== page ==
At the beginning of earnings season, Fact Set was projecting first quarter (Q1) 2019 earnings for the S&P 500 (^SPX) would decline -3.9% from Q1 last year. I think that will prove to be an easy marker to beat.
So far, approximately 20% of the S&P 500 has reported and I have two prescient takeaways.
First, banks have been serial under-performers for a few years, so earnings expectations have been modest, at best.
The big positive surprise was that most banks cited an improvement in net interest margins, despite all the frothing at the mouth from the financial media over a flat, or slightly negative yield curve during Q1. Banks could be a pleasant surprise for investors in Q2 and possibly the remainder of 2019.
Second, industrials have been a bright spot for the market.
Despite Boeing Co (BA) taking over 450 points off of the Dow Jones Industrial Average (^DJI) in March, the DJIA is now less than 300 points — or, close to 1% — from its all-time closing high from early September last year. Close to 40% of the companies in the DJIA will report earnings this week in what will no doubt be a Blue Chip bonanza!
One of our favorite “secret indicators” of industrial and construction activity, United Rentals (URI) reported earnings last Thursday. Investors liked it, sending URI stock +10 points, or +8% higher. United Rentals is a great proxy for big construction activity, as they rent every piece of equipment imaginable used by commercial contractors.
With every big construction, building and contracting firm in their customer base, United Rentals is a great barometer for Cap Ex spending and overall economic activity.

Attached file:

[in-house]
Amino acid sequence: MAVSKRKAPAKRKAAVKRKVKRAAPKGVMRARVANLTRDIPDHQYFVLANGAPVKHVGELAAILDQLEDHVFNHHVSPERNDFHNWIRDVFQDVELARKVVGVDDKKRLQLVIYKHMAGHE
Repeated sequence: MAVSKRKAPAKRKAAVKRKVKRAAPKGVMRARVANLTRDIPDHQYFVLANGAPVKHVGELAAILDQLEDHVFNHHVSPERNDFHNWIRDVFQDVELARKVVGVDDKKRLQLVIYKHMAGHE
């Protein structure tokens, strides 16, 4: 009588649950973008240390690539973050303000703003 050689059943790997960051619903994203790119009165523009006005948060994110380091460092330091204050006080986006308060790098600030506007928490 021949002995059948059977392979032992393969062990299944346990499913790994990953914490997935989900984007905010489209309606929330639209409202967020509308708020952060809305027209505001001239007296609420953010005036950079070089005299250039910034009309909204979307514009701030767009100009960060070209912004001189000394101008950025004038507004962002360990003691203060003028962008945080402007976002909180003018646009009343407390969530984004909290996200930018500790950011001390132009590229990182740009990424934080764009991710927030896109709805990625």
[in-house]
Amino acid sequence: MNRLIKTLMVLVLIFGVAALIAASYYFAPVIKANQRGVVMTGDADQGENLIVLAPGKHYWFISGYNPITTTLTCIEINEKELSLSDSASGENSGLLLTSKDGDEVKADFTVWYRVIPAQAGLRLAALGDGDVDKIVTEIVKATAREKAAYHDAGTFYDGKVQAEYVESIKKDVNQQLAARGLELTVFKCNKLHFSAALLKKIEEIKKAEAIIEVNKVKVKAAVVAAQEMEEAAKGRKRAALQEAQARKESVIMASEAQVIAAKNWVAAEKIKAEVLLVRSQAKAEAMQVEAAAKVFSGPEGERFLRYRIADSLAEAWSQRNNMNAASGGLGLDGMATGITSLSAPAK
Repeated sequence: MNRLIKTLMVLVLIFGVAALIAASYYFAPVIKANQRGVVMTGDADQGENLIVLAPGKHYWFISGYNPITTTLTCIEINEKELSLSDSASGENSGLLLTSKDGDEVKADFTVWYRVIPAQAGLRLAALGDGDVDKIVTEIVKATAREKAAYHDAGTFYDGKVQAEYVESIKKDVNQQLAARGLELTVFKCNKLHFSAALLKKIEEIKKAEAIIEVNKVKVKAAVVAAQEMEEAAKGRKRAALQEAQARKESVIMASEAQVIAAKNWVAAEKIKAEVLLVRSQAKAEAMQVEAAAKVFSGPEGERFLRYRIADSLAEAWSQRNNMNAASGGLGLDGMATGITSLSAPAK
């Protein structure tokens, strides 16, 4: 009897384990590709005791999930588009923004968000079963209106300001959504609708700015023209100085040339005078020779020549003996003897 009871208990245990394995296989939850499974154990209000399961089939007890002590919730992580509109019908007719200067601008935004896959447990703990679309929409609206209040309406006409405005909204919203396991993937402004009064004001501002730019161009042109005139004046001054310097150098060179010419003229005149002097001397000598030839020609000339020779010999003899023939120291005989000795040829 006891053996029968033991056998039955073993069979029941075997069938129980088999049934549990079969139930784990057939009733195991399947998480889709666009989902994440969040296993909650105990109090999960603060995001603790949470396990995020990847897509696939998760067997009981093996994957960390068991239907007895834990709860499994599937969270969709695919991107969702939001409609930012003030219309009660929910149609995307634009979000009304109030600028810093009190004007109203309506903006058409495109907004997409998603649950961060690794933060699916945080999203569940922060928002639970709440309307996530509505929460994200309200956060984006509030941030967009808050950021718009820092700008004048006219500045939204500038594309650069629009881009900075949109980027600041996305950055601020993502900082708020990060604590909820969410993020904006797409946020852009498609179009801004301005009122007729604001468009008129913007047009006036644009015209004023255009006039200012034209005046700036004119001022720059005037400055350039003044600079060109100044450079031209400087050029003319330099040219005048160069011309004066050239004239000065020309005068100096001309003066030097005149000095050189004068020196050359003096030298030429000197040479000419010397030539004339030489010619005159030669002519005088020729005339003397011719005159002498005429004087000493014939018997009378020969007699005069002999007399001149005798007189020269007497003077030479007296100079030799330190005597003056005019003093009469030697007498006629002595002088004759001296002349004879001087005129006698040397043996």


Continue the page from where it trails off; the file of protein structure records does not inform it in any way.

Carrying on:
We will be closely watching the earnings and guidance from the big industrial companies as they begin to report this week.
Friday morning at 8:30 AM, we will get the “advance” report for Q1, GDP, and it is one of the most significant GDP reports in years. While only 6 weeks ago, most forecasts for Q1 ranged from +0.5% to +1.0%, expectations have improved dramatically over the last 6 weeks and now range from +1.6% to +2.8%.
Keep in mind that GDP for the first quarter has been habitually “light” the last 5 to 6 years with Q1 2018 settling at +2.2% after all revisions.
Four months ago, the daily debate among financial media talking heads was whether the recession would start in the first or second half of 2019. Now we’re looking at the possibility of a “print” for what is typically the weakest quarter of the year at +2.0% or better.
This would be a major victory for the U. S. economy.
Did I forget to mention we had a Government shutdown during the entire month of January?